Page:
It's one thing to know that you're living in an area that's heavily congested when it comes to traffic, but its another thing entirely to know that it's the second worst... in the world. Yay.
According to Dutch company TomTom International BV, Manila ranked second worldwide when it comes to traffic congestion in 2019, citing that congestion levels were at 71%. According to the report the company released, Manila's congestion is second only to Bengaluru in India which, unusually, is also at 71%. Bogota in Colombia is in third at 68%.
Consulting their report, TomTom says that the congestion level percentage refers to the extra time a motorist will spend on the road during peak hours as compared to off-peak traffic. They did not specify what times of day they were benchmarking, but if we follow that logic, if your urban daily drive can take about 30 minutes during off-peak hours the same drive will take about 51.3 minutes during peak hours.
Other cities that were mentioned in the TomTom Traffic Index 2019 included Mumbai (India, 65%), Pune (India, 59%), Moscow Region (Russia, 59%), Lima (Peru, 57%), New Delhi (India, 56%), Istanbul (Turkey, 55%), and Jakarta (Indonesia, 53%). There were a total of 416 cities from all over the world in the report.
There are some question marks that need to be mentioned with the TomTom report though. The first is that they mentioned Manila, not Metro Manila; we can reasonably argue they meant the latter, but until they clarify, we won't know for sure.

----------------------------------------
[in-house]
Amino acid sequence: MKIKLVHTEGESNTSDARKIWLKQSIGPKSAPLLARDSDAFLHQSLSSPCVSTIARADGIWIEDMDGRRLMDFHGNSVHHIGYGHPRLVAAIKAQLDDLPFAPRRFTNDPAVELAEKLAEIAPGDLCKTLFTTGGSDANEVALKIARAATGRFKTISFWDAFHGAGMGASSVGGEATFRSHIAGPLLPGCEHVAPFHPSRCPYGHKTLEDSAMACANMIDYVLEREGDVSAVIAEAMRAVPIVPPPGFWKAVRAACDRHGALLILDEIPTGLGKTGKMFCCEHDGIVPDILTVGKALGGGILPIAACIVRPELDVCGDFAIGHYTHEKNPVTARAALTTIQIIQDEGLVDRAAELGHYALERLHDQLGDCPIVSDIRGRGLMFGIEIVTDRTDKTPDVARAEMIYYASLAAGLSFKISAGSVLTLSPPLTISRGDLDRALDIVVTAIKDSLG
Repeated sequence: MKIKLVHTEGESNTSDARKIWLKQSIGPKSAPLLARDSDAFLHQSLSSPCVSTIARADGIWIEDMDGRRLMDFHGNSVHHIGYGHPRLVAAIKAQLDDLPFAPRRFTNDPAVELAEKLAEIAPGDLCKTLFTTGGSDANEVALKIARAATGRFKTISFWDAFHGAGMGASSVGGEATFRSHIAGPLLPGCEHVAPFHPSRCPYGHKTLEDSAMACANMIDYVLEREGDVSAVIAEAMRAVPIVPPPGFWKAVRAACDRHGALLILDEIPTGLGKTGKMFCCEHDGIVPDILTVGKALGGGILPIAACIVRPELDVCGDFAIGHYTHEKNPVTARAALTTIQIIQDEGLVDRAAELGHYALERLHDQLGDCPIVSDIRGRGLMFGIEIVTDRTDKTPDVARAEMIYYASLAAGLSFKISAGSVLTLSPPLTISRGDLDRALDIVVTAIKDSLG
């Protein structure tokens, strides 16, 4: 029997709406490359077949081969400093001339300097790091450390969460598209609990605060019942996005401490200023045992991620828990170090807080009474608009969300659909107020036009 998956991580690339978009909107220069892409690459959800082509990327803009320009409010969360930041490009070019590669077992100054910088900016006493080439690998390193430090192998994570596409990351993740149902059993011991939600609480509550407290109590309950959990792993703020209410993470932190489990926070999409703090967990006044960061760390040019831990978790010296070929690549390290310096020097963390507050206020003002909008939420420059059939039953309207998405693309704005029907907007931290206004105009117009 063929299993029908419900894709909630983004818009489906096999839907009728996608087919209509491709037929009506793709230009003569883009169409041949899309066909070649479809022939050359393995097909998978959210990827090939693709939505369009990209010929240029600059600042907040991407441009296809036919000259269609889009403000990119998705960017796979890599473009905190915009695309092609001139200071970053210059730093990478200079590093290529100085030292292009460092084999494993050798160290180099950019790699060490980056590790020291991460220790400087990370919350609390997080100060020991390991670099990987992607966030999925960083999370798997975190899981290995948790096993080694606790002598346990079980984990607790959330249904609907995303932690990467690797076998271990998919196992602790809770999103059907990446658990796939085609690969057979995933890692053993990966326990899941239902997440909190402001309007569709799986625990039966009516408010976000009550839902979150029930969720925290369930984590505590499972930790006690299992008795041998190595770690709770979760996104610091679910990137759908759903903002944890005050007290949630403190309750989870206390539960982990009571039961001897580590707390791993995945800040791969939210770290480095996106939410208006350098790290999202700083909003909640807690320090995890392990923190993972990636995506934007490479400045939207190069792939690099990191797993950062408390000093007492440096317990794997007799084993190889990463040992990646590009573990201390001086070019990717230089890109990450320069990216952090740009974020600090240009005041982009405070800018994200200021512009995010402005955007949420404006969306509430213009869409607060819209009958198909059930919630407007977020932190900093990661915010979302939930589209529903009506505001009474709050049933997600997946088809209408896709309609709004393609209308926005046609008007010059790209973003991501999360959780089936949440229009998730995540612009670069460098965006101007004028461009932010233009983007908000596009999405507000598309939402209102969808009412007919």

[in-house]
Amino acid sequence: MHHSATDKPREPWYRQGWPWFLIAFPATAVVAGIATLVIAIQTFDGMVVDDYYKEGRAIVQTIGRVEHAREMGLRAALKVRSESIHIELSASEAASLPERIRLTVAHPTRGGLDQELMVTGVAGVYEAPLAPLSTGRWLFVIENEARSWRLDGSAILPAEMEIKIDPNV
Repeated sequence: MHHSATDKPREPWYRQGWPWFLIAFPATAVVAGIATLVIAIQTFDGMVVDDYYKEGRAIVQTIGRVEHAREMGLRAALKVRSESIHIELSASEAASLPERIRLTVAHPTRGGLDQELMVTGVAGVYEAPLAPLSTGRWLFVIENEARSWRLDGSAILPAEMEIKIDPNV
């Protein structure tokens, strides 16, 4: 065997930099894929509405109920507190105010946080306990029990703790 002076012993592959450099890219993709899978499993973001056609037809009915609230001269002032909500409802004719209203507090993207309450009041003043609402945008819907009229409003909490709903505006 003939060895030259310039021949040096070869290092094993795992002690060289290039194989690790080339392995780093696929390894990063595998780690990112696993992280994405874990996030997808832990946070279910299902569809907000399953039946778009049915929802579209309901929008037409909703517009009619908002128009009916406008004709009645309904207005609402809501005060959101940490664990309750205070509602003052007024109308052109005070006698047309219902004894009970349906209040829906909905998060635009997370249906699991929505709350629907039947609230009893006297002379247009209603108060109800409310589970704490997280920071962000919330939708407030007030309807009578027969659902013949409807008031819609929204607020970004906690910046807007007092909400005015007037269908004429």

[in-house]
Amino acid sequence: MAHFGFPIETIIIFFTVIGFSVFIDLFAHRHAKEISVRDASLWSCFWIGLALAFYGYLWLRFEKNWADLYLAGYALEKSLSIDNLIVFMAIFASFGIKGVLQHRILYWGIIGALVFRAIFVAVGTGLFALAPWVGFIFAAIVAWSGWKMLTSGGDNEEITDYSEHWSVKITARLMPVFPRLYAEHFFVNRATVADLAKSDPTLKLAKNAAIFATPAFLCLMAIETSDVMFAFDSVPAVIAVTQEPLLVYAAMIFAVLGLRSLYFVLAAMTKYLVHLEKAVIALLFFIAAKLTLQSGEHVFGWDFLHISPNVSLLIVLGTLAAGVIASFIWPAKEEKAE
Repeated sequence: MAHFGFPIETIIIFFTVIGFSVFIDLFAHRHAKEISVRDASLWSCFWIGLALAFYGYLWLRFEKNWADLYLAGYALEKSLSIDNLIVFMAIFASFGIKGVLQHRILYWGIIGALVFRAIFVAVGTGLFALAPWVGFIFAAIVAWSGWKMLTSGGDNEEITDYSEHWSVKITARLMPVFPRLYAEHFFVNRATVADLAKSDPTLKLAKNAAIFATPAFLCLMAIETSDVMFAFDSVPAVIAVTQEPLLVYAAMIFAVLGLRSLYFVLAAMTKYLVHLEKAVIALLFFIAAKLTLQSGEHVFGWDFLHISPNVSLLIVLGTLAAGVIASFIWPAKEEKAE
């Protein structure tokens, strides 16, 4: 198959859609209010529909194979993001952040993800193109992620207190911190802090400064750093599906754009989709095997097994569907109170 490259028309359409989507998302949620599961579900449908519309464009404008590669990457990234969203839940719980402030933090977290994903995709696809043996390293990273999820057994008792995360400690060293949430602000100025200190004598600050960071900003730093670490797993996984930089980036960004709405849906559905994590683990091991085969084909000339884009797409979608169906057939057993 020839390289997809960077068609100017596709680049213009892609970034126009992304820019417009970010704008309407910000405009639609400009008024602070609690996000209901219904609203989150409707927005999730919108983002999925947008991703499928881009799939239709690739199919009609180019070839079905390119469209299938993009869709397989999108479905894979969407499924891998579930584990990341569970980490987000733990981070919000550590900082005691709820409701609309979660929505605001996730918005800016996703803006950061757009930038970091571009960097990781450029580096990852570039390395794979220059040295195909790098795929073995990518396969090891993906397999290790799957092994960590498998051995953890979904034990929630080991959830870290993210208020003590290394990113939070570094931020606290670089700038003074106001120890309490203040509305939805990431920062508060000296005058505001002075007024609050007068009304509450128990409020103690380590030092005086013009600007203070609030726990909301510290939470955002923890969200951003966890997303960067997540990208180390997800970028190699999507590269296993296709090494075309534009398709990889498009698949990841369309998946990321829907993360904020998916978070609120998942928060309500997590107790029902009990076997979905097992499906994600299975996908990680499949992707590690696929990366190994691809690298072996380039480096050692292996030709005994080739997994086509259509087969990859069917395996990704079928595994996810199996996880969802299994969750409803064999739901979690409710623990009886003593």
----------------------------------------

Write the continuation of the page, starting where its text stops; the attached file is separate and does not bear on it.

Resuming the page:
The second is that TomTom's new range of apps and devices aren't as widely used in the Philippines (or the world) when compared to Waze and Google Maps; both of the latter are owned by Google. In the years prior to the widespread use of Waze and Google Maps, TomTom primarily competed in the GPS navigation device market against the likes of Garmin. Currently they're marketing an app called TomTom Go, and there were recent reports about a partnership with Huawei for navigation when or if the company has to forego Google.
The not-so-widespread use of TomTom does raise some questions about the sample size, how the data was gathered, and ultimately the validity. In October 2019, Waze said that Manila was the worst place in the world based on traffic, citing that it takes 4.9 minutes to drive 1 kilometer in heavy traffic. Given the prevalent use of Waze by motorists, the data's validity wasn't doubtful.
You can visit the TomTom website so you can evaluate the report for yourself.